Analysis of pellets from a suburban Common Kestrel Falco tinnunculus nest in El Harrach, Algiers, Algeria
AbstractThe diet of a Common Kestrel Falco tinnunculus in a suburban area of Algiers at El Harrach was determined by pellet analysis over two years. In both years, the hybrid sparrow (Passer domesticus x P. hispaniolensis) was the main prey item, based on relative frequency (22.3% and 58.7% in 1999 and 2000, respectively). Greenfinch Carduelis chloris was the next most important prey item in 1999 (14% of relative frequency), followed by Kuhl's Pipistrelle Pipistrellus kuhli (9.4%), striped earwigs Labidura riparia and rose chafers Potosia cuprea (7.9% each) and millipedes Polydesmus sp., which contributed 5.8% of the relative proportion. In 2000, the other prey species in the diet made up less than 5% of the proportion. In terms of biomass, the hybrid sparrow was the main prey represented, with 47.6% in 1999 and 78.7% in 2000, followed by Carduelis chloris, with 29.8% of biomass, and ocellated skink Chalcides ocellatus, with 10.2% of biomass in 1999. In 2000, the other prey species made up less than 10% of the biomass. As with other urban studies in Europe, birds make up an important component of the kestrel's diet.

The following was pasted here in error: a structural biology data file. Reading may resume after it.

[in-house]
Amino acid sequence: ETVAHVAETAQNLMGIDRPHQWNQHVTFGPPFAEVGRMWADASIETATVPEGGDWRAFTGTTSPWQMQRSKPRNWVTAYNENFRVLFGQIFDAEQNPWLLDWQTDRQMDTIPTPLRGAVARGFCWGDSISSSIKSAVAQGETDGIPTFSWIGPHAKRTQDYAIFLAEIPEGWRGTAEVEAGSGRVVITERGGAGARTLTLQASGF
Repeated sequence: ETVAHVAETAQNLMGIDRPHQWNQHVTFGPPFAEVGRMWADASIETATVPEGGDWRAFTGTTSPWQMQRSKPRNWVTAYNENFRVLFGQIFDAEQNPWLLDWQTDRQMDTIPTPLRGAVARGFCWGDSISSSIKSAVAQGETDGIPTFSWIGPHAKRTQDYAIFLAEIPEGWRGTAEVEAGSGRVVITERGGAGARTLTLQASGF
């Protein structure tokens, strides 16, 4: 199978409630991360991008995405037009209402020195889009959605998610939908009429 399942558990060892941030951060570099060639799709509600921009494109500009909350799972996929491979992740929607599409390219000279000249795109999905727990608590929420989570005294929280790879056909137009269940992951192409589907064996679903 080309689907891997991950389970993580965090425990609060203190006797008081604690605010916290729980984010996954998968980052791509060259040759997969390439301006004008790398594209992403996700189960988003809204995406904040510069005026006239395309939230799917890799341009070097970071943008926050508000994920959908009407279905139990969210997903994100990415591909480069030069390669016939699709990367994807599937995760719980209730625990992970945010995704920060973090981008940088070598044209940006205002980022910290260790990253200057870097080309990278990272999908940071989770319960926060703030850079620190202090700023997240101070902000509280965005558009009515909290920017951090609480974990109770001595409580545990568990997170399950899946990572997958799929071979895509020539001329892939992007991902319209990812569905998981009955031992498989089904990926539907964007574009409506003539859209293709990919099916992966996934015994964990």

Ostrich 2006, 77(3&4): 175–178